A DANGEROUS driver who was caught twice in two months has been spared jail after managing to stay out of trouble for six months.

Karl McCabe, from Middlesbrough, had cocaine in his system when he was caught driving at speeds of up to 60mph in residential streets, at times on the wrong side of road.

However, in February, a judge deferred sentence in his case due to “exceptional circumstances”, giving the 28-year-old a chance to prove he could stay out of trouble.

Victoria Lamballe, prosecuting, told the court McCabe, of Rokeby Avenue, Middlesbrough, had committed no further offences in the six months since his sentence was deferred.

McCabe was caught in February 2019 driving at speeds of 60mph in a 20mph zone in Trimdon Avenue, at one point driving on the wrong side of the road, taking corners at speed and mounting the pavement.

He was found to have three types of drug in his system, Teesside Crown Court heard.

In a second incident, in April 2019, he was also seen driving in Trimdon Avenue, with witnesses reporting speeds of up to 80mph.

On that occasion, he struck an Audi, causing the driver to be thrown forward, striking her head and causing £2,000 worth of damage.

He pleaded guilty to two charges of dangerous driving and two counts of driving whilst disqualified.

He also admitted three offences of driving while over the prescribed limit for drugs and two charges of driving with no insurance.

Nigel Soppitt, mitigating, said McCabe had a "terrible" drug problem and in the last six months had asked numerous agencies for help, attending a domestic violence course and contacting addiction service Recovery Connections.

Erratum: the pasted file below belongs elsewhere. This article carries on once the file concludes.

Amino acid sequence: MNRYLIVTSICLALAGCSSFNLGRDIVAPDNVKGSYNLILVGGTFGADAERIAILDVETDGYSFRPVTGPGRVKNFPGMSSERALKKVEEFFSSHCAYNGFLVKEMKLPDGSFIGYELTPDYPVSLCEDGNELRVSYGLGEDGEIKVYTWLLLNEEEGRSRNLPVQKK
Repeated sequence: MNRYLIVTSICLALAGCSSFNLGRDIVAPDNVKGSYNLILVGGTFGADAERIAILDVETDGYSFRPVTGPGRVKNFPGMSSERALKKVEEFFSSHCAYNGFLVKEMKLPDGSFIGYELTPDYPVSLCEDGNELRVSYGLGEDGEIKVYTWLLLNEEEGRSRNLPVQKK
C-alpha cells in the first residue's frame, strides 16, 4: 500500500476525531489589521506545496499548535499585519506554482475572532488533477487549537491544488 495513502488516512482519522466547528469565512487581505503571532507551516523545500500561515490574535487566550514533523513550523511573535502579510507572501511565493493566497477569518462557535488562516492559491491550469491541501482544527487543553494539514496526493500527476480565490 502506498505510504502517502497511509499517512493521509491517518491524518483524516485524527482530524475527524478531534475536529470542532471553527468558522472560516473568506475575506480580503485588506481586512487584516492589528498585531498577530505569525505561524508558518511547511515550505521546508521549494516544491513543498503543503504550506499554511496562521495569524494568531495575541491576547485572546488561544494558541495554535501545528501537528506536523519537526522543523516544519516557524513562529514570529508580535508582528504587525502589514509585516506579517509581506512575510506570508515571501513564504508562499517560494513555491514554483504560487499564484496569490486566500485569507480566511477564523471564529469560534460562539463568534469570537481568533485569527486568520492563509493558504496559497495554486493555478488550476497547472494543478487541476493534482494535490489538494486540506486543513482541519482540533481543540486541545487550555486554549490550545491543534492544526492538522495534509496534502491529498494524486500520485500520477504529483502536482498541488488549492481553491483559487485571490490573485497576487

He said: "He is doing what he can to get rid of this terrible habit which has been at the root of his offending."

Sentencing was deferred due to "exceptional" circumstances, which included his twins being born with severe medical conditions, which they were not expected to survive, the fact he was the main carer for his mother and that he had already spent the equivalent of seven months in prison on remand.

Judge Stephen Ashurst said: "I will keep my word and pass an 18-month prison sentence, suspended for two years."

He added: "You have shown the ability to stay out of trouble which has allowed me to say you won't go into custody.

"There has to be some punishment and you will do unpaid work for the benefit of the community.

"You are not out of the woods yet. If you do not commit any further offences and do the unpaid work we can draw a line under this. But if you fall down in respect of either you will be back to square one and will be going back to prison."

He had previously been banned for driving for four years and will have to pass an extended driving test before he is allowed back behind the wheel.

He will also have to carry out 150 hours of unpaid work.